Separating stormwater from wastewater is better because it:
We are working toward the Province of BC's environmental goal to eliminate sewage overflows by 2050. As we replace combined sewer systems with separated sewer systems, properties will also need to have separated sewer systems.
In a combined sewer system, stormwater runoff is combined in a single pipe with wastewater from homes, businesses, and industry.
During drier weather, the stormwater and wastewater are carried to the sewage treatment plant together. But in heavy rains, high volumes of stormwater can exceed the capacity of a combined sewer system. The excess, untreated amounts overflow and empty directly into our waterways.
In a two-pipe separated sewer system, stormwater is collected through storm drains. It travels through different pipes than household sewage and other wastewater.
There are two sewer separation programs running concurrently. The overall sewer mains are being separated so that storm drains carry stormwater runoff separately from other wastewater.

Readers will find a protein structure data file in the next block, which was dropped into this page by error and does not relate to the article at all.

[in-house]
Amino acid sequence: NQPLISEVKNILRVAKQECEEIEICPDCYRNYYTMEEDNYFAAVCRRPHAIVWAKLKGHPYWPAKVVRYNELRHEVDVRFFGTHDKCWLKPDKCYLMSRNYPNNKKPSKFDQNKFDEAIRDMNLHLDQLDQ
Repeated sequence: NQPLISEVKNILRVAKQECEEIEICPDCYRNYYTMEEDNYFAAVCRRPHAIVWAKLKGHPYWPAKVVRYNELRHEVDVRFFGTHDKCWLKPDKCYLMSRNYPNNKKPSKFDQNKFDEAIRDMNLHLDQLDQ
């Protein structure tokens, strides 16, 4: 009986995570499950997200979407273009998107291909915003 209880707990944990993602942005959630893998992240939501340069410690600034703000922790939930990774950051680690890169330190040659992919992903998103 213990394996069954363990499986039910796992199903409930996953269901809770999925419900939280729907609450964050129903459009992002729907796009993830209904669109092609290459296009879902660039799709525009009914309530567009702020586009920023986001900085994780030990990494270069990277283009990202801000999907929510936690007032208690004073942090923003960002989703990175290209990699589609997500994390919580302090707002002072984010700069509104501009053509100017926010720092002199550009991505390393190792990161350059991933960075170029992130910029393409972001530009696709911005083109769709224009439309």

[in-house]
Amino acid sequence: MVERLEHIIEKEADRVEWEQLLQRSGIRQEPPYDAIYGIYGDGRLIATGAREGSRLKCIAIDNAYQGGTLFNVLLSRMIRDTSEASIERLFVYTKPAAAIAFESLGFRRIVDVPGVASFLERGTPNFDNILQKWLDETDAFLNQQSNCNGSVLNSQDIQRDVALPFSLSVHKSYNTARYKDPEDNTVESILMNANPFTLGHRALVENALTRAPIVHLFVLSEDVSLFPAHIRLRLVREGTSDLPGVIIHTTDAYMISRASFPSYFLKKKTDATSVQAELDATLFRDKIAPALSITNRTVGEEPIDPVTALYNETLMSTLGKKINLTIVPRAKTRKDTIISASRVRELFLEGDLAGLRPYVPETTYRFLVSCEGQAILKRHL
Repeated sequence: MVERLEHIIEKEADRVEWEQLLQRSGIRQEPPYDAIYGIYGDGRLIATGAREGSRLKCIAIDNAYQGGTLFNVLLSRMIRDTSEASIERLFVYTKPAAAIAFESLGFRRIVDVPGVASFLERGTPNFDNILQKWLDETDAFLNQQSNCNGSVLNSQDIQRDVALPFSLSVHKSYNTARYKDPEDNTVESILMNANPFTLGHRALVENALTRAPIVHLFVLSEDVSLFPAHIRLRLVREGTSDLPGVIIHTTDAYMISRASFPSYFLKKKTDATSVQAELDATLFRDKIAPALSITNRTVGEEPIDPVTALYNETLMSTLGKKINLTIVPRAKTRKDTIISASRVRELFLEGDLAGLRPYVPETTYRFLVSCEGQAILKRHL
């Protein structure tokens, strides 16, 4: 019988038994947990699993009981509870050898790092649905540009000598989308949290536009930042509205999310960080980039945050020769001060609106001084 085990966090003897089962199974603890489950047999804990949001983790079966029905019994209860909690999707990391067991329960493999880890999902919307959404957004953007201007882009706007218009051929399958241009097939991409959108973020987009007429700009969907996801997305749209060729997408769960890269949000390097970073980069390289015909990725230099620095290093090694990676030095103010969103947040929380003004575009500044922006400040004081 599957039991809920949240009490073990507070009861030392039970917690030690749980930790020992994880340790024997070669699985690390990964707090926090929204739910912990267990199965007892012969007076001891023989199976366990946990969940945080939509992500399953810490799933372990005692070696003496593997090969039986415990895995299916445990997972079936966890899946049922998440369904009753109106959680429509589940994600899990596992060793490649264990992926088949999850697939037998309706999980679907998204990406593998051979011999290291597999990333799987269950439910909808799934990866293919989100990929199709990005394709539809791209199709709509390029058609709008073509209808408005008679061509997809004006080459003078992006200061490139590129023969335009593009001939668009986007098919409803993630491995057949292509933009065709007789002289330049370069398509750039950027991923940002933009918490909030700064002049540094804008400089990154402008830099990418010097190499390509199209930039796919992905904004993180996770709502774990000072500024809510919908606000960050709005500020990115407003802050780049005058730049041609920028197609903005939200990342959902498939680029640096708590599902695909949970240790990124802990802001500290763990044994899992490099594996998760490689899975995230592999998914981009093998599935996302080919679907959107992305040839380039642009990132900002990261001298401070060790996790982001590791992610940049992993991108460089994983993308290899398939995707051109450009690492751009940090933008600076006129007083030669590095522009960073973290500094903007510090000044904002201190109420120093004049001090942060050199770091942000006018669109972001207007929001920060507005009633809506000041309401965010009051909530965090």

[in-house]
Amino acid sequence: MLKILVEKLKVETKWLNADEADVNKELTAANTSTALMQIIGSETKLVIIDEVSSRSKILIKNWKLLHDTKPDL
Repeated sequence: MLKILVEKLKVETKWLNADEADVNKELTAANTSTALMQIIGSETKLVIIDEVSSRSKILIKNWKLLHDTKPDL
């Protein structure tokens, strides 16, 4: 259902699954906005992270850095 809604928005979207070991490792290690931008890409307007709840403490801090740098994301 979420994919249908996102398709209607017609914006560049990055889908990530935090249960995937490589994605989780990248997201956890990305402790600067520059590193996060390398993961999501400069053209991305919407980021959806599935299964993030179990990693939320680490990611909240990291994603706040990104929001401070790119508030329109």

Similar work is being done to separate the sewer mains that serve private properties. This project focuses on smaller areas based on the following conditions:
We have a separated sewer system in the following areas:
By 2020, we plan to install separated sewers in:
If you are a property owner in these areas, you will be notified when we begin to replace the sewer system in your area. You should plan to upgrade the sewer connection on your property at that time, at your own expense.
The City of Vancouver performs yearly sewer maintenance and sewer replacement, find out what to expect from construction in your area.
When the City of Vancouver installs separated sewers in your area, renew your home's sewer connection to be a part of it.
Find out the process for booking City of Vancouver inspectors to ensure that your sewer connection meets the current standards.